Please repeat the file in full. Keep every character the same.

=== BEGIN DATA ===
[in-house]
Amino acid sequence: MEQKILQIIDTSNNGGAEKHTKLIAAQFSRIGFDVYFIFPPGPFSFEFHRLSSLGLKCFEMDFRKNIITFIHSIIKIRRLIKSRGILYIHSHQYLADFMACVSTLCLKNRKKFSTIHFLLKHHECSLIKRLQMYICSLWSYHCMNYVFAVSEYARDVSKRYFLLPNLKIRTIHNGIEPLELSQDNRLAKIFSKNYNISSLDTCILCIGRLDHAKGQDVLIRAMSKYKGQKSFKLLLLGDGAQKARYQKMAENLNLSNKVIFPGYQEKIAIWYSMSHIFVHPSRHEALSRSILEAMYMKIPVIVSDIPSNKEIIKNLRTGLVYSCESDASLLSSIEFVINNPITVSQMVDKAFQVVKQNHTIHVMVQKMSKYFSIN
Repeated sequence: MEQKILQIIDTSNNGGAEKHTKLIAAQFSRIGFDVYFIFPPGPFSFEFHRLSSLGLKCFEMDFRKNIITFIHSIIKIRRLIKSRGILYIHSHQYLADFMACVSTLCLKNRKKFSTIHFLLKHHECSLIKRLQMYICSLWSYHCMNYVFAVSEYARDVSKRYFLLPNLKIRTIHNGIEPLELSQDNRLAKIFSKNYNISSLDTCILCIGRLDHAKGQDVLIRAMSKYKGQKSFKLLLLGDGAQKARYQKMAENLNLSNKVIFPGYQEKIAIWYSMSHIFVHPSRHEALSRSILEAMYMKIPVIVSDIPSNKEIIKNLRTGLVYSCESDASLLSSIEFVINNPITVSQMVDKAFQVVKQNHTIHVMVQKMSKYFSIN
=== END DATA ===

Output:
[in-house]
Amino acid sequence: MEQKILQIIDTSNNGGAEKHTKLIAAQFSRIGFDVYFIFPPGPFSFEFHRLSSLGLKCFEMDFRKNIITFIHSIIKIRRLIKSRGILYIHSHQYLADFMACVSTLCLKNRKKFSTIHFLLKHHECSLIKRLQMYICSLWSYHCMNYVFAVSEYARDVSKRYFLLPNLKIRTIHNGIEPLELSQDNRLAKIFSKNYNISSLDTCILCIGRLDHAKGQDVLIRAMSKYKGQKSFKLLLLGDGAQKARYQKMAENLNLSNKVIFPGYQEKIAIWYSMSHIFVHPSRHEALSRSILEAMYMKIPVIVSDIPSNKEIIKNLRTGLVYSCESDASLLSSIEFVINNPITVSQMVDKAFQVVKQNHTIHVMVQKMSKYFSIN
Repeated sequence: MEQKILQIIDTSNNGGAEKHTKLIAAQFSRIGFDVYFIFPPGPFSFEFHRLSSLGLKCFEMDFRKNIITFIHSIIKIRRLIKSRGILYIHSHQYLADFMACVSTLCLKNRKKFSTIHFLLKHHECSLIKRLQMYICSLWSYHCMNYVFAVSEYARDVSKRYFLLPNLKIRTIHNGIEPLELSQDNRLAKIFSKNYNISSLDTCILCIGRLDHAKGQDVLIRAMSKYKGQKSFKLLLLGDGAQKARYQKMAENLNLSNKVIFPGYQEKIAIWYSMSHIFVHPSRHEALSRSILEAMYMKIPVIVSDIPSNKEIIKNLRTGLVYSCESDASLLSSIEFVINNPITVSQMVDKAFQVVKQNHTIHVMVQKMSKYFSIN